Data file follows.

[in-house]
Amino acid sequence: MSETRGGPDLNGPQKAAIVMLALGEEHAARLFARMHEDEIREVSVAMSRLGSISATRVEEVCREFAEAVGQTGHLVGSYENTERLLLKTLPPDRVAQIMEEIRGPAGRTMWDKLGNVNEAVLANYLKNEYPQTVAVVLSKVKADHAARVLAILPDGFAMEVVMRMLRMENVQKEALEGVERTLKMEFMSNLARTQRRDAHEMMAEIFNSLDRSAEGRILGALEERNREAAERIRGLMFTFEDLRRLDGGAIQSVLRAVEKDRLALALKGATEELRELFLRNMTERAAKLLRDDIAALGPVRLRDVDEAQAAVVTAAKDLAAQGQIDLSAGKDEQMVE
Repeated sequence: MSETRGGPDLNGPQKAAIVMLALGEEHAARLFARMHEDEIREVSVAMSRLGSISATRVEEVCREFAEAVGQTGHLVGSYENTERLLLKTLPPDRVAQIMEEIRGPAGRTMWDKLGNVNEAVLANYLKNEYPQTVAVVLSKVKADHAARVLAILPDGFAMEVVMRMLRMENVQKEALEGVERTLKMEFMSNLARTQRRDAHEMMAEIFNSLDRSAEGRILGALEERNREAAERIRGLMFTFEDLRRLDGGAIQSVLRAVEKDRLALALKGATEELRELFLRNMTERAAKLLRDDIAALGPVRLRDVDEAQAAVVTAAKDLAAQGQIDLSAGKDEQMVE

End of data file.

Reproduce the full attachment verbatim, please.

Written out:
[in-house]
Amino acid sequence: MSETRGGPDLNGPQKAAIVMLALGEEHAARLFARMHEDEIREVSVAMSRLGSISATRVEEVCREFAEAVGQTGHLVGSYENTERLLLKTLPPDRVAQIMEEIRGPAGRTMWDKLGNVNEAVLANYLKNEYPQTVAVVLSKVKADHAARVLAILPDGFAMEVVMRMLRMENVQKEALEGVERTLKMEFMSNLARTQRRDAHEMMAEIFNSLDRSAEGRILGALEERNREAAERIRGLMFTFEDLRRLDGGAIQSVLRAVEKDRLALALKGATEELRELFLRNMTERAAKLLRDDIAALGPVRLRDVDEAQAAVVTAAKDLAAQGQIDLSAGKDEQMVE
Repeated sequence: MSETRGGPDLNGPQKAAIVMLALGEEHAARLFARMHEDEIREVSVAMSRLGSISATRVEEVCREFAEAVGQTGHLVGSYENTERLLLKTLPPDRVAQIMEEIRGPAGRTMWDKLGNVNEAVLANYLKNEYPQTVAVVLSKVKADHAARVLAILPDGFAMEVVMRMLRMENVQKEALEGVERTLKMEFMSNLARTQRRDAHEMMAEIFNSLDRSAEGRILGALEERNREAAERIRGLMFTFEDLRRLDGGAIQSVLRAVEKDRLALALKGATEELRELFLRNMTERAAKLLRDDIAALGPVRLRDVDEAQAAVVTAAKDLAAQGQIDLSAGKDEQMVE